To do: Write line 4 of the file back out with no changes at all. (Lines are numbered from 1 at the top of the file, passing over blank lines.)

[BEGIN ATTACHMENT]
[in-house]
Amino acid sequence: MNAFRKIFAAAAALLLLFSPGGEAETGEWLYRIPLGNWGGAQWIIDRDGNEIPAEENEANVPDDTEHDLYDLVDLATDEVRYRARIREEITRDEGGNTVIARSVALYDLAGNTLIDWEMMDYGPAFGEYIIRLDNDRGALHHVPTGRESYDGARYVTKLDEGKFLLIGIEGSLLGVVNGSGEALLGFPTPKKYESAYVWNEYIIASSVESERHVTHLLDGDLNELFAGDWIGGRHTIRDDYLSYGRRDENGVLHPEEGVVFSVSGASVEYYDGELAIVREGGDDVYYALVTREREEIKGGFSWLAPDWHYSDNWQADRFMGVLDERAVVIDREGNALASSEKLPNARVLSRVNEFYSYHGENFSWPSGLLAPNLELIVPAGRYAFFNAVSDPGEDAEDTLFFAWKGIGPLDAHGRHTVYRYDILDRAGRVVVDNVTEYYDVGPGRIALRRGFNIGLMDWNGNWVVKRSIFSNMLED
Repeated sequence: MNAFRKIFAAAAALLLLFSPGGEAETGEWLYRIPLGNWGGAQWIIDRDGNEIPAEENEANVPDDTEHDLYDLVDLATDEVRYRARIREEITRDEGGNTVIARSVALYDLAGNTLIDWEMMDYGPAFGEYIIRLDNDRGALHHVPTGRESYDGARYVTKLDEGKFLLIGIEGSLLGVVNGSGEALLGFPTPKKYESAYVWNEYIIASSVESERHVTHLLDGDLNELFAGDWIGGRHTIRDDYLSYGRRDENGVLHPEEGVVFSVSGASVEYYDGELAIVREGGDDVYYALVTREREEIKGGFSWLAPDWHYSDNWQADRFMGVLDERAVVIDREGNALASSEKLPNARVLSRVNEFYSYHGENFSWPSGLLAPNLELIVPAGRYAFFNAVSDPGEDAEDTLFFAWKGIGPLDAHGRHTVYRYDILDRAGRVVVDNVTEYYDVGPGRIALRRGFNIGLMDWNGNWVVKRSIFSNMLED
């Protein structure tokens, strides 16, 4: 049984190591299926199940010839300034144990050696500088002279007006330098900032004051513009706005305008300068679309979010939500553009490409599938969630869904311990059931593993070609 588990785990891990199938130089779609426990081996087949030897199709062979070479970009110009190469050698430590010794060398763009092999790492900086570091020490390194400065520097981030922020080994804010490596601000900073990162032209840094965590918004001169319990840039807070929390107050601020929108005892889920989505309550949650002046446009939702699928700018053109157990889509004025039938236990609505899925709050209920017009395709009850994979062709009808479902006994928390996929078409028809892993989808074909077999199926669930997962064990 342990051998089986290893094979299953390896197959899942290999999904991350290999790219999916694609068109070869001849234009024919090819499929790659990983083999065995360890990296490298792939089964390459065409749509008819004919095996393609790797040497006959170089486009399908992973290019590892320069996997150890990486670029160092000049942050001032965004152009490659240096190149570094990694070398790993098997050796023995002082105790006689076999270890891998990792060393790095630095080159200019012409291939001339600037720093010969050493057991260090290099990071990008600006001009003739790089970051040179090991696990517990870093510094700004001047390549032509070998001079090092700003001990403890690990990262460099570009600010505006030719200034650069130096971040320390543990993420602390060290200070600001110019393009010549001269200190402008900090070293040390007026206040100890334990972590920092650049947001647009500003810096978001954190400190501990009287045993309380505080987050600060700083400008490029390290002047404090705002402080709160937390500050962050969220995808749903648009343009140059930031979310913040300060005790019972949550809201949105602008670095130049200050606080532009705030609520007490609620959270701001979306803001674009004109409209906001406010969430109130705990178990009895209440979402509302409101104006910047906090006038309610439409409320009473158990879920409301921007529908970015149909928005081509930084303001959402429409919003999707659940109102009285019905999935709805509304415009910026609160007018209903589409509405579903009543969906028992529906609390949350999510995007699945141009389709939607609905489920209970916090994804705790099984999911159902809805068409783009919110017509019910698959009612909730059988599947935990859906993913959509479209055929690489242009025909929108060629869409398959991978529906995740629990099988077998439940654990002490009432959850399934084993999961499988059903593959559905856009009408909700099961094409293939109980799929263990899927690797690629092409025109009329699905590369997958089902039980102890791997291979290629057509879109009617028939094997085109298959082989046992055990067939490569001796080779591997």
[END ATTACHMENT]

């Protein structure tokens, strides 16, 4: 049984190591299926199940010839300034144990050696500088002279007006330098900032004051513009706005305008300068679309979010939500553009490409599938969630869904311990059931593993070609 588990785990891990199938130089779609426990081996087949030897199709062979070479970009110009190469050698430590010794060398763009092999790492900086570091020490390194400065520097981030922020080994804010490596601000900073990162032209840094965590918004001169319990840039807070929390107050601020929108005892889920989505309550949650002046446009939702699928700018053109157990889509004025039938236990609505899925709050209920017009395709009850994979062709009808479902006994928390996929078409028809892993989808074909077999199926669930997962064990 342990051998089986290893094979299953390896197959899942290999999904991350290999790219999916694609068109070869001849234009024919090819499929790659990983083999065995360890990296490298792939089964390459065409749509008819004919095996393609790797040497006959170089486009399908992973290019590892320069996997150890990486670029160092000049942050001032965004152009490659240096190149570094990694070398790993098997050796023995002082105790006689076999270890891998990792060393790095630095080159200019012409291939001339600037720093010969050493057991260090290099990071990008600006001009003739790089970051040179090991696990517990870093510094700004001047390549032509070998001079090092700003001990403890690990990262460099570009600010505006030719200034650069130096971040320390543990993420602390060290200070600001110019393009010549001269200190402008900090070293040390007026206040100890334990972590920092650049947001647009500003810096978001954190400190501990009287045993309380505080987050600060700083400008490029390290002047404090705002402080709160937390500050962050969220995808749903648009343009140059930031979310913040300060005790019972949550809201949105602008670095130049200050606080532009705030609520007490609620959270701001979306803001674009004109409209906001406010969430109130705990178990009895209440979402509302409101104006910047906090006038309610439409409320009473158990879920409301921007529908970015149909928005081509930084303001959402429409919003999707659940109102009285019905999935709805509304415009910026609160007018209903589409509405579903009543969906028992529906609390949350999510995007699945141009389709939607609905489920209970916090994804705790099984999911159902809805068409783009919110017509019910698959009612909730059988599947935990859906993913959509479209055929690489242009025909929108060629869409398959991978529906995740629990099988077998439940654990002490009432959850399934084993999961499988059903593959559905856009009408909700099961094409293939109980799929263990899927690797690629092409025109009329699905590369997958089902039980102890791997291979290629057509879109009617028939094997085109298959082989046992055990067939490569001796080779591997």